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be remedied. It is written, the days of our years are few, and, when we come to vur best age, it is then but labour and scrrow.

MEMORANDUM.

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The letter the Captain shewed me one day, was to this purpose:

I have given Captain Vrats full commission to dispose of the places of captain, or lieutenant, to whomsoever he shall find ca. pable of it.

So far I read the letter; five lines lower stood these words, six. hundred dollars, which was not the captain's hand, or writing, it was High-Dutch. I, seeing the letter, threw it down upon the table, but he put it up, and, underneath the letter, was signed Conings. mark. Thus much I saw, but made no farther reflections upon the letter, because, God knows, I was blinded.

Another memorandum I have forgot in the papers, whịch, after my death, are like to be published, viz. It hath been twice in my thoughts, wlen Captain Vrats was in Holland, to go and tell Mr. Thynn what the captain intended against him, but I still forgot.

I desire the doctor, in case any thing of the captain's writings should come abroad, to compare what he saith with my confessions, and to consider one with the other, Give unto Cæsar the things that are Cæsar's, and unto God the things that are God's. I hope I shall go with the publican into the temple of God; I am a great șinner, yet God's mercy is greater, wherein I trust; nor will Christ therefore resuse a soul, though the body is hanged up by the world, My lords, ye judges, I do wish you all happiness; I confess you have a weighty office. God give you his grace, that you may neither add to, nor diminish from a cause. You have seen how I have ex. posed all my failings, and that openly, to God, and to the whole world, because others may take warning by me, whom I leave be, hind me in the world. I beg of God, that people may consider this, my poor writing, the effect of the assistance of God's spirit, and the desire of a pious soul.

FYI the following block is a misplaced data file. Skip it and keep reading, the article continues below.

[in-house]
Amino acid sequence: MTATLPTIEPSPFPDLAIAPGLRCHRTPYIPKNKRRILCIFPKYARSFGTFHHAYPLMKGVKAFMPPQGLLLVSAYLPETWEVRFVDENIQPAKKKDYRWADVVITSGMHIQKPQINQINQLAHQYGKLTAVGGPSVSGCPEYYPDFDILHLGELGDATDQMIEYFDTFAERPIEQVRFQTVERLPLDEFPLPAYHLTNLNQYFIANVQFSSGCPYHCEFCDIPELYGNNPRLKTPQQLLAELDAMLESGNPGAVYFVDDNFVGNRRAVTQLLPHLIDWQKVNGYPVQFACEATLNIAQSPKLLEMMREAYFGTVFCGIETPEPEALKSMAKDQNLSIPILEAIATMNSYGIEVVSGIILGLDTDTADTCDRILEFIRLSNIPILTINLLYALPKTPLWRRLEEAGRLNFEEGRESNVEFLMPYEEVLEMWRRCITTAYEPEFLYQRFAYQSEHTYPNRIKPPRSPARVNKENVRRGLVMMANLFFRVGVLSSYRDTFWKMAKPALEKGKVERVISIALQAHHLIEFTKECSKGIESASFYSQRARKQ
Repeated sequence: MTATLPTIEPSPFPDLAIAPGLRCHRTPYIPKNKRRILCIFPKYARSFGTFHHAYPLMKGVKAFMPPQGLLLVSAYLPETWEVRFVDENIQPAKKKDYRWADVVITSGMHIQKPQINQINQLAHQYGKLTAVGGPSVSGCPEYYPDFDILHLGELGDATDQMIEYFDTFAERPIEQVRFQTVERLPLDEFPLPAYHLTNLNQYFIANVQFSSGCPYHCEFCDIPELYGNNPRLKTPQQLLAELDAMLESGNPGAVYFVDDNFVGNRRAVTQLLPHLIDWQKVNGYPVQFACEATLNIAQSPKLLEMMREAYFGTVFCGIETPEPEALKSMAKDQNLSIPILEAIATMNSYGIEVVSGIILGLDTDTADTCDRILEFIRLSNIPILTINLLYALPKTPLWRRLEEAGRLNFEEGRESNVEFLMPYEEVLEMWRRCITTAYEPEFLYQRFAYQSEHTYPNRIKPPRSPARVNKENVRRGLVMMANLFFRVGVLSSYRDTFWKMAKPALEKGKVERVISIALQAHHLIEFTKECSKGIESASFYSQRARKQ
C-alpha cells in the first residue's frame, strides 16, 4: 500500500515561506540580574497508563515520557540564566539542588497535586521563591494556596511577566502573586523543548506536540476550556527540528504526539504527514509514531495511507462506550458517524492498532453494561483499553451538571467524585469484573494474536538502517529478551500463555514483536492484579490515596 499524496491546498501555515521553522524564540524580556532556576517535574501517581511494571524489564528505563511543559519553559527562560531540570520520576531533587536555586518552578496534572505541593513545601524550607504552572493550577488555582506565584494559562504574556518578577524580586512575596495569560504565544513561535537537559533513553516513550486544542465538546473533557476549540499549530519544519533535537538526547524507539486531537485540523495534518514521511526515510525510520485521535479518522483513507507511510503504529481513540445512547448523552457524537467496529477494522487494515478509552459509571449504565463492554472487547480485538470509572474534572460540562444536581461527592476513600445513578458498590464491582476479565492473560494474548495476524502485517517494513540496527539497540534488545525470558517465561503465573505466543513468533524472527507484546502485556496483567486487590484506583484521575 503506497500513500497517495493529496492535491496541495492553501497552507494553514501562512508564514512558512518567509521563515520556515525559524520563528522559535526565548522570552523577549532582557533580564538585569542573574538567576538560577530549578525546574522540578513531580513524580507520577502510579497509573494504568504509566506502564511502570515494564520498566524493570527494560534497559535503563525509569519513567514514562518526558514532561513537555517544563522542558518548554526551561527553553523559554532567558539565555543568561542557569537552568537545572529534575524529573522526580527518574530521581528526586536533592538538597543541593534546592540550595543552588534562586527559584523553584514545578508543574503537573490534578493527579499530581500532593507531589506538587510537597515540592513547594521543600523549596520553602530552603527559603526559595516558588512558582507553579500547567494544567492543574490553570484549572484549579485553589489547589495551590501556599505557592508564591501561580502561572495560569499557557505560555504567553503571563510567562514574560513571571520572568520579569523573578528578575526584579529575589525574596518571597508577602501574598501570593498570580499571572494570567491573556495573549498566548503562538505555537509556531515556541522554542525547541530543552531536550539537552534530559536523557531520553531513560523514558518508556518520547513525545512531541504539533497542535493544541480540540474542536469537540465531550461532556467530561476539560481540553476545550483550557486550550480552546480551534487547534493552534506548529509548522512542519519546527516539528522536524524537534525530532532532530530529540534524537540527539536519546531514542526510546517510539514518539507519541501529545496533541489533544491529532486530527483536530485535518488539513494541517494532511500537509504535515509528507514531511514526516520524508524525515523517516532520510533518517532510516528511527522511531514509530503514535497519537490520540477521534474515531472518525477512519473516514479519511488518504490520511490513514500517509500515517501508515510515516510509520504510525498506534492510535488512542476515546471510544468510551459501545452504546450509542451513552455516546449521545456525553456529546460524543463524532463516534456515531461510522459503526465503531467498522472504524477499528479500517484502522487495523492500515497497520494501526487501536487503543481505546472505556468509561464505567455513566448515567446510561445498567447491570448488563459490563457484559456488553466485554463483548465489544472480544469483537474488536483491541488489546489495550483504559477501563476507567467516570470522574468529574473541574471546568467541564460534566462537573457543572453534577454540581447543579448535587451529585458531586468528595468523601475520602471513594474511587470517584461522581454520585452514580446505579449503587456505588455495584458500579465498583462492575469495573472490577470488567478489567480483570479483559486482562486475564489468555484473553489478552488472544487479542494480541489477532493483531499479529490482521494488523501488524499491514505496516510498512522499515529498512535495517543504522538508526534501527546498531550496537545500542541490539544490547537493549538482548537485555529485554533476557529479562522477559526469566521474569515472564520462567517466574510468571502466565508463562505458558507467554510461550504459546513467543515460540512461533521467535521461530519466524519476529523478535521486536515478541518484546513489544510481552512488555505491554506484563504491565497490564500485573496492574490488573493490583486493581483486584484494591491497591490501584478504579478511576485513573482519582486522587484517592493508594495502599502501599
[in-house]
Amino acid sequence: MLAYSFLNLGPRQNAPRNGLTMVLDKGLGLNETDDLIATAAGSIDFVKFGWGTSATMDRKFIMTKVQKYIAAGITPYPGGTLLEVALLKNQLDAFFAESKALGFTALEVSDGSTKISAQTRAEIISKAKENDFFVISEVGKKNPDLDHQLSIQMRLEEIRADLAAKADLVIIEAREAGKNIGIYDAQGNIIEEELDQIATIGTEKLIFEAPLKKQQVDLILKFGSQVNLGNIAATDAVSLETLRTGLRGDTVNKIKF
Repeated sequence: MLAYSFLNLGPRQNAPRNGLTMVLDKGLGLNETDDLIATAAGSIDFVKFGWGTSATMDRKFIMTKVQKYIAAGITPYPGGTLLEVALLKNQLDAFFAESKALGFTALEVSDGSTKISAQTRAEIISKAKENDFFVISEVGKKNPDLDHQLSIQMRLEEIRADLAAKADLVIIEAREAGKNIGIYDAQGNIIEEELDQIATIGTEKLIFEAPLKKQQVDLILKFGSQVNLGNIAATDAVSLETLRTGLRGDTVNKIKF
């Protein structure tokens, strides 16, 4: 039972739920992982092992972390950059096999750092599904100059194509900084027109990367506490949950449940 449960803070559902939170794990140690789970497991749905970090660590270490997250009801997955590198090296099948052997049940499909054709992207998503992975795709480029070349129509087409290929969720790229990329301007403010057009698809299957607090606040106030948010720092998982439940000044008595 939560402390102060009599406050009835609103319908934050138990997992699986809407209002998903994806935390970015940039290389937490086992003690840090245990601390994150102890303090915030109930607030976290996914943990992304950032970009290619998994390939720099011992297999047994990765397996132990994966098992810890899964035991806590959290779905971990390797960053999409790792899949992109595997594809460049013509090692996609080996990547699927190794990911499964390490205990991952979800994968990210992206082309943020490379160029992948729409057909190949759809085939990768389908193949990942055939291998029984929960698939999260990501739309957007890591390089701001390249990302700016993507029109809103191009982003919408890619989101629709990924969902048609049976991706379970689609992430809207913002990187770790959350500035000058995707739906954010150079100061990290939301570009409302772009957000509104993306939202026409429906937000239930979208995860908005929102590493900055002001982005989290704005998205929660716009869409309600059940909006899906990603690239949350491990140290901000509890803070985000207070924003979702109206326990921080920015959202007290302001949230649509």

The captain desired me, that I would cause two daggers to be made, because at first it was resolved, we should fall upon Mr, Thynn on foot, and he would have had some Italian, or another, to thrust them into Mr. Thynn's body; yet I neither looked out for a man, fit for that purpose, nor would I cause those daggers to be made.' The musquetoon, or the gun, I fetched indeed, but it was out of a house, which the captain described to me, sion of Jesus Christ preserve me; the innocent blood of our Lord strengthen me;

the pure blood, that flowed from his side, wash me; the great pain of Jesus Christ heal me, and take away the deadly wounds of my soul.

O bountiful Jesu, hear me; hide me in thy holy wounds; from thy compassionate heart, let there flow into my wicked heart mercy, comfort, strength, and pardon of all my sins,

My Lord, and my God, if I have but thy most holy passion and death in my soul, neither heaven nor earth can hurt me, O Jesu!

The holy pasa

I creep into thy gaping wounds, there I shall be secure, until the wrath of God be overpast. O Lord, let me always adhere to thee ; keep off from me all the assaults of Satan, in the hour of my

death. O my dearest Lord Jesu, who hast spoke comfortably to the peni. tent sinner on the cross, call to my dying heart, and speak comfort and consolation to it; assist me, that, in my last necessity, through thy help, I may happily overcome; and, when I can speak no more, accept of my sighs in mercy, and let me continue an heir of eternal happiness, for the sake of thy most holy blood, which thou hast shed for me.

Amen. Lord Jesu Christ, my Lord and Saviour. Amen. Amen.

O Jesu, receive my poor soul into thy hands, then shall I die thy servant. My soul I commend to thee, and then I shall feel no pajn nor sorrow. Amen. Amen. Amen.

These Ejaculations are Parts of such Spiritual Songs, as are usually

sung in the Lutheran Churches.

I,

My wants, and my necessities,
Sweet Jesu, I intrust with thee;
Let thy good-will protect me, Lord,
And what's most wholesome grant thou me,

II.

Christ is my life, death is my gain,
If God be for me, I am safe.

III.

My Lord, my God, O pity me,
With free, with undeserved grace!
0! think not on my grievous sins,
And how I have defil'd my soul,
When, in my youthful days, I err'd
Against thee, Lord, thee have I sinn'd;
Sinn’d then, and do sin every day :
Thee I intreat, through Christ I mean,
Who was incarnate for my sins.

IV.

Consider not, Lord Jesus Christ,
How heinous my transgressions are ;
Let not thy precious name, O Lord,
Be lost on this unworthy wretch.
Thou’rt call'd a Saviour, so thou art :
With mercy, Lord, look on my soul,
And make thy mercy sweet to me,
Sweet, Lord, to all eternity,

y,
Almighty Jesus, son of God,
Who hast appeas'd thy Father's wrath,
I hide myself within thy wounds;
Thou, thou, my only comfort art,

Give to my faith, give greater strength,
And take from me all doubts away;
What I have pray'd for, give me, Lord.
In thy great name my soul hath pray'd,
And now her joyful Amen sings.

Ask, and ye shall have.

TUE

CONFESSION OF GEORGE BORODZYCZ,

THE POLONIAN,

Signed with his own Hand, in Prison, before his Execution.